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Sen. Wyden introduces Kombucha Act

Humm Kombucha's facility in Bend. Photo credit: Jason Kaplan Humm Kombucha's facility in Bend.

When he's not pressing for an investigation into ties between Russia and the Trump Administration, Sen. Ron Wyden finds time to introduce legislation updating federal alcohol taxes for kombucha companies.

The bill, known as the Kombucha Act, would eliminate unintended tax by increasing the applicable alcohol-by-volume limit for kombucha from 0.5% to 1.25%.

Kombucha is a beverage made by fermenting tea with bacteria and yeast. Companies like Bend-based Humm Kombucha, featured in our February issue, are part of a rapidly growing Oregon industry.

“The growth of kombucha production in our state and throughout the country creates jobs and a tasty beverage,” Wyden said in a press release. “This legislation would update taxes and regulations so these small businesses can continue to build on their achievements creating good jobs and good flavor for kombucha’s many fans.”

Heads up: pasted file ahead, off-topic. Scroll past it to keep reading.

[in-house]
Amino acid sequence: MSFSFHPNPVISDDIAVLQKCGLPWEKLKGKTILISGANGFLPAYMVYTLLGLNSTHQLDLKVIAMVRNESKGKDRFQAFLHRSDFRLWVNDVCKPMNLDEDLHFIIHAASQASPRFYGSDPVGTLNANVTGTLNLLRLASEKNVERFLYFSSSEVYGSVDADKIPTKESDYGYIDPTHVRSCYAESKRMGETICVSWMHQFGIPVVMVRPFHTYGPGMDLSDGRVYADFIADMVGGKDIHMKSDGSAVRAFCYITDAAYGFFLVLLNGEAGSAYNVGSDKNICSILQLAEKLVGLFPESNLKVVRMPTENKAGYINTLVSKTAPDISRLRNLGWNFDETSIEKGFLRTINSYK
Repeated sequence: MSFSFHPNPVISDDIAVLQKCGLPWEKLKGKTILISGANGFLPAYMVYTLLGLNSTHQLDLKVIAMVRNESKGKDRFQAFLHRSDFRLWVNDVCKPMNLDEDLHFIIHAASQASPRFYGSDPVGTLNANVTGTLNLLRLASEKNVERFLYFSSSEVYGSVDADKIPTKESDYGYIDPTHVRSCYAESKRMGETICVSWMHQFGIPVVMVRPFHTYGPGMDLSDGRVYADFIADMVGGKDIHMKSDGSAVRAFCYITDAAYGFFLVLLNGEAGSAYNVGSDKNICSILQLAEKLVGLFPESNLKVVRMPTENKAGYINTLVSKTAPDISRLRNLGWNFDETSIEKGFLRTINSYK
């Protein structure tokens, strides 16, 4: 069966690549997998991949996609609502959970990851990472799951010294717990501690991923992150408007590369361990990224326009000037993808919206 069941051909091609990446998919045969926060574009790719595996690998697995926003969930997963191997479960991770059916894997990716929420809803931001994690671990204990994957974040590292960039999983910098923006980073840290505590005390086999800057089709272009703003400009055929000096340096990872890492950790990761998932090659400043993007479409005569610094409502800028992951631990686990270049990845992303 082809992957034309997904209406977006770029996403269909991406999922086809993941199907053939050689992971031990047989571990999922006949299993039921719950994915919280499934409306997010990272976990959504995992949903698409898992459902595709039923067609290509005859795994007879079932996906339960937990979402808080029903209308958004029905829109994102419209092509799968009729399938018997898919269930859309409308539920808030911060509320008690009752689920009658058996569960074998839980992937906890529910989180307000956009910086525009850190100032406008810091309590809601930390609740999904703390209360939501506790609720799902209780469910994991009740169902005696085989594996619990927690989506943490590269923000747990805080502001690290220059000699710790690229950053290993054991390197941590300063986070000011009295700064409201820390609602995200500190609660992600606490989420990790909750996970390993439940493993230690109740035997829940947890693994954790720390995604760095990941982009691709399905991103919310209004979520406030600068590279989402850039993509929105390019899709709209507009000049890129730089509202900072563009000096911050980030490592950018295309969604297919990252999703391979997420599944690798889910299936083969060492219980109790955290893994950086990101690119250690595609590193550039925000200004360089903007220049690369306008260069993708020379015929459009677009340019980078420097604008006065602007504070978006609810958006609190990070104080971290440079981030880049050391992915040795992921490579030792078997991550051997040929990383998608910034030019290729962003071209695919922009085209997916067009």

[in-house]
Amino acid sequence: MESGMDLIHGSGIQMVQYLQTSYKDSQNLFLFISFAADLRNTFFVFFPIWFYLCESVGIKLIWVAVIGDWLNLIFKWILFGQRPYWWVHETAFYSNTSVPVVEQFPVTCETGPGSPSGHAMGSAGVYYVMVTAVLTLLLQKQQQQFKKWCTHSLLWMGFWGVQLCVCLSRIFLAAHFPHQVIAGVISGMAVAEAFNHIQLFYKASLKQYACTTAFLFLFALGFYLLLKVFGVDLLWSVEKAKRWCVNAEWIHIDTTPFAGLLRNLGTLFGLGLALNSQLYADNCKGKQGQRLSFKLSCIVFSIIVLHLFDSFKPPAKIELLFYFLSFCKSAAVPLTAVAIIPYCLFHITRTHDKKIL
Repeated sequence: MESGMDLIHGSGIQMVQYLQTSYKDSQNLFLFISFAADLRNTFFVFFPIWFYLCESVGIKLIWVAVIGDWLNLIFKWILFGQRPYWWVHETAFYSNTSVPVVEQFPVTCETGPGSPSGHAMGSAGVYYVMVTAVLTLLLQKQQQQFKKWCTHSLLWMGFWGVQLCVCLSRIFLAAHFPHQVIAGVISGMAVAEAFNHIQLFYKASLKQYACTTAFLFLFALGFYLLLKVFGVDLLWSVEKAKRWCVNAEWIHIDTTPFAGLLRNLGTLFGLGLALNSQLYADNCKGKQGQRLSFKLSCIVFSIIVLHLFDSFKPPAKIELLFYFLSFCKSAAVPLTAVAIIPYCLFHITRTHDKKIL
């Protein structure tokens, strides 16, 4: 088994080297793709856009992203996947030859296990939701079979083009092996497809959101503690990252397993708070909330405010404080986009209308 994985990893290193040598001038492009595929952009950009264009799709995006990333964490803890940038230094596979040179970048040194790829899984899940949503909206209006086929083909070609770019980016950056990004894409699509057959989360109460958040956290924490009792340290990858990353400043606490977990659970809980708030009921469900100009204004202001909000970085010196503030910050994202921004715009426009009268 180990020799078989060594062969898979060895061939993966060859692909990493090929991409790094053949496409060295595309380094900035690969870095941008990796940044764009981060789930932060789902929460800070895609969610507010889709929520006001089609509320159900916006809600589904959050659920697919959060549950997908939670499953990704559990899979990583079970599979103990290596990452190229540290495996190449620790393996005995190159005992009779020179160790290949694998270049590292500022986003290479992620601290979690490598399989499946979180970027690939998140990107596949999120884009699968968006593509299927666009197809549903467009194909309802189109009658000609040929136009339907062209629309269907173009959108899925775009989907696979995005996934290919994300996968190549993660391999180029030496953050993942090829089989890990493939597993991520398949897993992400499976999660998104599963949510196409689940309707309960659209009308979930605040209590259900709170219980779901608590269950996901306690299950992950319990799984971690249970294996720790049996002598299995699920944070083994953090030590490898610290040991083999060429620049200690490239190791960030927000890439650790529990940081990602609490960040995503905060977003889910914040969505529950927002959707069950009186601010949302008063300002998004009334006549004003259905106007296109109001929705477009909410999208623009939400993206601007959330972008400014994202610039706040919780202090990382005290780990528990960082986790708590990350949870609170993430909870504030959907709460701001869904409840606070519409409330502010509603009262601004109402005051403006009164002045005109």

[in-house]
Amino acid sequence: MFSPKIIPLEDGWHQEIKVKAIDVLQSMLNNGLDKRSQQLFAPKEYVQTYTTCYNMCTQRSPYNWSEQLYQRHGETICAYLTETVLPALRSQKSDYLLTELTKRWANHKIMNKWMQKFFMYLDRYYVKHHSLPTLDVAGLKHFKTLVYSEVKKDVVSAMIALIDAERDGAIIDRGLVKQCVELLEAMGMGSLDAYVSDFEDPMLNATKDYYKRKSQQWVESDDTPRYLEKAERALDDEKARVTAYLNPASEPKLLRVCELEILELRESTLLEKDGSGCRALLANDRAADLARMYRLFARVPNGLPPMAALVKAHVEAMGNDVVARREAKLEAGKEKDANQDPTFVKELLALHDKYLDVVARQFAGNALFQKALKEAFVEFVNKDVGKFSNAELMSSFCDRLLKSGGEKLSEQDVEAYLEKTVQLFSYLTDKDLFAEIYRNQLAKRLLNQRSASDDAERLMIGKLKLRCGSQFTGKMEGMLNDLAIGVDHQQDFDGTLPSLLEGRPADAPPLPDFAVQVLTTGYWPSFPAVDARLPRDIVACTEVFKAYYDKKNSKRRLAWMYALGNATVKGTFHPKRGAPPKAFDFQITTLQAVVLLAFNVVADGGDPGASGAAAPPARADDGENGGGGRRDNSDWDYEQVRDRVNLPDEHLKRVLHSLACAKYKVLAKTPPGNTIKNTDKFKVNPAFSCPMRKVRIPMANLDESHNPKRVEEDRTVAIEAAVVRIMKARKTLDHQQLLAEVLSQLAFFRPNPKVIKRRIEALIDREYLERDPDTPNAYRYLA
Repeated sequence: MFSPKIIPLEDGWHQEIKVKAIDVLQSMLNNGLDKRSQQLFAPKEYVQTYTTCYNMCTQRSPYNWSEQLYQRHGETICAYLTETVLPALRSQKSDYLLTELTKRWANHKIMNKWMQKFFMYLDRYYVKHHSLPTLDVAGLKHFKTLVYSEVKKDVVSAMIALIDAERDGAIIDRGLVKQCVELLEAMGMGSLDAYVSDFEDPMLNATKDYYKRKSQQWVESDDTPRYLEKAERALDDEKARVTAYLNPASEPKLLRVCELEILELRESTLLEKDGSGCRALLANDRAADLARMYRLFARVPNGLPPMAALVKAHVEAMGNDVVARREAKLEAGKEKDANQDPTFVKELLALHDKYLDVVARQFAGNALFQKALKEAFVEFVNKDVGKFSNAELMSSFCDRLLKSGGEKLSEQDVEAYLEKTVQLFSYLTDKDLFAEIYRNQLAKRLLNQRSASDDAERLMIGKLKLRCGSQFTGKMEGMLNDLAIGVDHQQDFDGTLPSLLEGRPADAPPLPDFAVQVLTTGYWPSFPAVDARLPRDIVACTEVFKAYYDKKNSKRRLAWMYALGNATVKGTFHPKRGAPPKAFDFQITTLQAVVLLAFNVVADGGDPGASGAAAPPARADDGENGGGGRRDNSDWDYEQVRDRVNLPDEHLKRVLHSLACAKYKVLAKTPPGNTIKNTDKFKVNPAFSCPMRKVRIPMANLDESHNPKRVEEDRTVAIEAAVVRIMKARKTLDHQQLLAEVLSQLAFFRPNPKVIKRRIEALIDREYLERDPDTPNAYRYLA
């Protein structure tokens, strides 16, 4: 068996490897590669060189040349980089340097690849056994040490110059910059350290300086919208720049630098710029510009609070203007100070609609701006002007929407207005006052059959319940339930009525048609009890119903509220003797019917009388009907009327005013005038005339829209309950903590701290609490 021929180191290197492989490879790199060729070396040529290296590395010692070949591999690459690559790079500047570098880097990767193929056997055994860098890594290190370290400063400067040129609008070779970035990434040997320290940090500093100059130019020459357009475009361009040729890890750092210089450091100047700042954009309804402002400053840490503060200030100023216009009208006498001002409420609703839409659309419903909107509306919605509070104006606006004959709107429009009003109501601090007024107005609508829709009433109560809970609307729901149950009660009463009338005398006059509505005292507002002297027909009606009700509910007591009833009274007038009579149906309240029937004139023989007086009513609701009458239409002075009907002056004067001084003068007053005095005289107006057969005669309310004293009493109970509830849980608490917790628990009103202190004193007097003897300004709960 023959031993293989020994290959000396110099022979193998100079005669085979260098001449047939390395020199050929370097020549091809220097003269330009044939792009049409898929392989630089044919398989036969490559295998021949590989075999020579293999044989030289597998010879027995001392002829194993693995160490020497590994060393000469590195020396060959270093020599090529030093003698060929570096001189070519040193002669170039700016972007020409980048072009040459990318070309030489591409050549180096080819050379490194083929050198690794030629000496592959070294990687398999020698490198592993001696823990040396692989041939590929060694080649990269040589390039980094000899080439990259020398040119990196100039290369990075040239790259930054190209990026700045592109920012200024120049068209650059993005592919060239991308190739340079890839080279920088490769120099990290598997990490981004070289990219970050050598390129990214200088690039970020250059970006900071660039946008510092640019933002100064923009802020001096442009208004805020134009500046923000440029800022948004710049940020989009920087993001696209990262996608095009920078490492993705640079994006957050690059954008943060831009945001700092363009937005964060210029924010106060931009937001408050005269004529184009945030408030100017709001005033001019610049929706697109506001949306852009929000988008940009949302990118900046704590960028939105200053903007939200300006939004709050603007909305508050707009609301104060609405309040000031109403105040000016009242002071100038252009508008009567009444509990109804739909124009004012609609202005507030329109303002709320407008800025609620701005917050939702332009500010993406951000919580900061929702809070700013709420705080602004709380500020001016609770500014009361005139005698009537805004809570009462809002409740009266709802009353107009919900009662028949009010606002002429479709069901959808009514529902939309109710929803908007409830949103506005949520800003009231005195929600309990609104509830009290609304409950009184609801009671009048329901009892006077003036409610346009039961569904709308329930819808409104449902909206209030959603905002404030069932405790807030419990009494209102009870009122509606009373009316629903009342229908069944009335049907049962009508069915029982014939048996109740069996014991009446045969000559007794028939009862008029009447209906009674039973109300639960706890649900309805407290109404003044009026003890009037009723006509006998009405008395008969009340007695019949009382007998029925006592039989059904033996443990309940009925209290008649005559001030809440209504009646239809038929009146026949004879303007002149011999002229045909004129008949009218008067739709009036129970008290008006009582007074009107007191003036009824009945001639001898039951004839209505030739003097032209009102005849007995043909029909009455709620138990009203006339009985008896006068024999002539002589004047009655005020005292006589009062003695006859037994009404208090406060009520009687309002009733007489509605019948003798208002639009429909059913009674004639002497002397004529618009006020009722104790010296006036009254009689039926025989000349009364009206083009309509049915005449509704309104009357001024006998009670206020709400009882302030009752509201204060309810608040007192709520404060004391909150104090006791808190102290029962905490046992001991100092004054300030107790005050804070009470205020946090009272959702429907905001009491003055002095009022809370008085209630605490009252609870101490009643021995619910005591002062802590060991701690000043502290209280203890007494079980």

Wyden himself is a fan after visiting the facility last October.

Humm CEO Jamie Danek says they have spent the last year working with Wyden and other kombucha companies to change the law.

“The industry is expanding, and there’s this really silly thing that could get in our way,” Danek says. “We want to get ahead of it.”

The Kombucha Act is effectively an exception — the same exemption granted to beverages like orange juice, which naturally contain more than 0.5% of alcohol.

“Most kombucha is below that limit, but the problem with kombucha is when it goes to distributors or people put it in the car, it continues to ferment,” Danek says. “We can’t control that limit if someone leaves it on their kitchen counter.”

Wyden’s office estimated the economic impact of the kombucha industry nationwide at $600 million. The industry employs about 5,000 workers. 

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